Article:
Past PhD Students
“Climbing Advanced Drilling RoBOT (CADBOT)”
Large-scale manufacturing is a key part of current UK manufacturing enterprise and the retention and growth of this industry is a key focus politically, economically and for sustainability purposes. One way towards doing this is intelligent automation; the use of highly capable technologies to cope with process variation and difficult conditions. Within manufacturing here are numerous tasks that are highly unsuitable for humans to do and, if possible, they should be automated. Such jobs involve much repetition, are dangerous or could cause long-term harm to the operator. These jobs, with the right automation, could be reassigned to a robot. The purpose of this research was to investigate the potential for the removal of a number of barriers preventing robots from working in large-scale manufacturing through the design of a next generation crawler robot for advanced robotic drilling.
"Automation of TIG Welding – Process Control and Human Skills"
Traditionally the introduction of automation into mass manufacturing has concentrated upon lower skilled areas. High volume production is typically complemented with the use of high cost fixturing, to overcome part disparity and provide a reliable means of accurate and repeatable manufacturing. Competition to established manufacturing comes from rising economies where labour costs are significantly lower, overcoming a technological disadvantage with large numbers of human operatives. In established manufacturing centres knowledge transfer from human operatives to autonomous systems enables product manufacture to remain competitive. The aims of this research are to identify Key Process Variables (KPVs) within autonomous welding, to capture human skill during the welding process and identify the key sensory feedback utilised in the TIG welding process and to enable additional monitoring and control of the welding process with the addition of enhanced sensory feedback.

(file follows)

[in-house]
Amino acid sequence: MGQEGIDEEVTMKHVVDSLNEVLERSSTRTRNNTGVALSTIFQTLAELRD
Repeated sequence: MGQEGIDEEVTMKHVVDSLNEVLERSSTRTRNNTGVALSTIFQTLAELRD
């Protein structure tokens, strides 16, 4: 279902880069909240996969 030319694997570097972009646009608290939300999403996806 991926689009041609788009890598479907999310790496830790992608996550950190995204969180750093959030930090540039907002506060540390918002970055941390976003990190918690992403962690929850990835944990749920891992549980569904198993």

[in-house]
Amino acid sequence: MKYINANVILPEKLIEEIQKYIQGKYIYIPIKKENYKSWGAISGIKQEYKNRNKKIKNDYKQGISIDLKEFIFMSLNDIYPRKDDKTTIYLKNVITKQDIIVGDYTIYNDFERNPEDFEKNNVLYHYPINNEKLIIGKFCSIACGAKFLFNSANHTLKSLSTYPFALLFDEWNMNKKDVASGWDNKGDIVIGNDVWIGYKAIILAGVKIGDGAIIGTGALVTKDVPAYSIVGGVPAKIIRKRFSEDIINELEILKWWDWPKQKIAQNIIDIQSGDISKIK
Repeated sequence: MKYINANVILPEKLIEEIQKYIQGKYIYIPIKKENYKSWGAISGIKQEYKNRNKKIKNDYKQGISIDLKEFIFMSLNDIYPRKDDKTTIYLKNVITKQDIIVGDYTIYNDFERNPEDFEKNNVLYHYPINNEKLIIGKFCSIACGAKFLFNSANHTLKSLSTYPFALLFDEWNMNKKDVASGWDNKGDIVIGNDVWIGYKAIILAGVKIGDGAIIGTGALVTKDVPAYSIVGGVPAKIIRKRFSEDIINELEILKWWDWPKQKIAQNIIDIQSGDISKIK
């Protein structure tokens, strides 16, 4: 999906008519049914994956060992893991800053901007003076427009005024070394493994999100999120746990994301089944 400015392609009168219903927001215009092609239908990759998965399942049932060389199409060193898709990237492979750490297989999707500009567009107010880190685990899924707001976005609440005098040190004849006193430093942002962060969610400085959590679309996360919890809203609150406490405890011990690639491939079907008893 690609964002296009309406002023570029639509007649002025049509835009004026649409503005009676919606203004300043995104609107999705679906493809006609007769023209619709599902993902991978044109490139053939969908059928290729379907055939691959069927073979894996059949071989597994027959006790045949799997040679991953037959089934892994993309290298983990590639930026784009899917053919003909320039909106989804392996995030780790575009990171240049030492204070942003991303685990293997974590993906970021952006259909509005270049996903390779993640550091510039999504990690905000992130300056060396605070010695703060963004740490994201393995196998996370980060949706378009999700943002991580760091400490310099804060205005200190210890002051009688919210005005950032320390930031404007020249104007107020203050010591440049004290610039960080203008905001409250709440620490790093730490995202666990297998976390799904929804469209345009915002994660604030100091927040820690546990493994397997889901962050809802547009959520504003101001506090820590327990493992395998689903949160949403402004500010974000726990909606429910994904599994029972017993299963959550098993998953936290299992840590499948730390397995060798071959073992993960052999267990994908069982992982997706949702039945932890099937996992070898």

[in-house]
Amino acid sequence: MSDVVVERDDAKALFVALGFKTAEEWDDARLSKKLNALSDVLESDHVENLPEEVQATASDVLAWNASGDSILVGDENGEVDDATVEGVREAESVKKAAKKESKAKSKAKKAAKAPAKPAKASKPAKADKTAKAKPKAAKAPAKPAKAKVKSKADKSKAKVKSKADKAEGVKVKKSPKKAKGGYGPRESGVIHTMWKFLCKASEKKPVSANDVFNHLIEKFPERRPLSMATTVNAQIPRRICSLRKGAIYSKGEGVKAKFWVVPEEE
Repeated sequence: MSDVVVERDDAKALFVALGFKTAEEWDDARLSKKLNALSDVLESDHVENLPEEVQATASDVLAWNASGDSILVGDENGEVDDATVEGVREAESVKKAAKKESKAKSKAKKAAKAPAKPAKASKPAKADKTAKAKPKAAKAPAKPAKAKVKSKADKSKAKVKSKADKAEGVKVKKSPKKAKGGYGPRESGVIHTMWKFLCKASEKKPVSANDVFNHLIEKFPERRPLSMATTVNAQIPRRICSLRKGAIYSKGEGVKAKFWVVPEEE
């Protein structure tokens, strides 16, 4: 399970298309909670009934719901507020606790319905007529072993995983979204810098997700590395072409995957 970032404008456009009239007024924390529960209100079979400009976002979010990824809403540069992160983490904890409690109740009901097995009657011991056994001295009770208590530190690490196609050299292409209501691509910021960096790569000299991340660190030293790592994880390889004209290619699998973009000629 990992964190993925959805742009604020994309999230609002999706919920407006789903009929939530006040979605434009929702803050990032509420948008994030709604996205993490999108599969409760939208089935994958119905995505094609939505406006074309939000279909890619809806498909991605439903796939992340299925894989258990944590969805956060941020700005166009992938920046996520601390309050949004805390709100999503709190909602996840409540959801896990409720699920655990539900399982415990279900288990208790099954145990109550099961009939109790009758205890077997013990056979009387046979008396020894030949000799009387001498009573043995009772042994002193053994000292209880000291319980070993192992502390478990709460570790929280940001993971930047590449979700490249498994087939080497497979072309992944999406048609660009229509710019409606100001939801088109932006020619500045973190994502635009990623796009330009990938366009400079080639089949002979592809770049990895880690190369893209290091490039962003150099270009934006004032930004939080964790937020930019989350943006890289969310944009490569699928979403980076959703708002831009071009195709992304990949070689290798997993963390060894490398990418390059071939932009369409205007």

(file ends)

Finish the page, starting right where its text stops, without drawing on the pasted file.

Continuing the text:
"Numerical and Experimental Study of Electroadhesion to Enable Manufacturing Automation”
Electroadhesion is an electrostatically controllable attractive effect between an electroadhesive pad and a substrate. Although electroadhesion is a promising and potentially revolutionising material handling technology due to its distinctive advantages such as enhanced adaptability, gentle handling, reduced complexity, and ultra-low energy consumption, the applicability of this technology is currently constrained as there is a lack of an in-depth understanding of electroadhesion, both theoretically and experimentally. In addition, there is a lack of an effective, efficient, and confident research methodology and platform aiding the electroadhesive pad design, manufacture, and testing. The aims of this research were to identify the factors influencing the electroadhesive forces, and to conduct theoretical optimisation and electrostatic simulation modelling of ectroadhesion and the experimental verification based on a confident pad design, manufacture, testing platform and procedure.
“Intelligent 3D Seam Tracking and Adaptable Weld Process Control for Robotic TIG Welding”
Tungsten Inert Gas (TIG) welding is extensively used in manufacturing, due to its unique ability to produce higher quality welds compared to other shielded arc welding types. However, most TIG welding is performed manually and it has not achieved the levels of automation that other welding techniques have. These types of applications need intelligent decision making capabilities to accommodate any unexpected variation and to carry out the welding of complex geometries. Such decision making procedures must be based on feedback about weld profile geometry. For this research, a real-time position based closed loop system was developed with a six axis industrial robot, a laser triangulation based sensor and data acquisition system for full computer control.
“Human Skill Capturing and Modelling using Wearable Devices”
This thesis aims to reduce robot programming efforts significantly by developing a methodology to capture, model and transfer the manual manufacturing skills from a human demonstrator to the robot. Wearable sensors are investigated as a promising device to record the state-action examples without restricting the human experts during the skilled execution of their tasks. The thesis provides a methodology to produce a state-action model from skilled demonstrations that can be translated into robot kinematics and joint states for the robot to execute.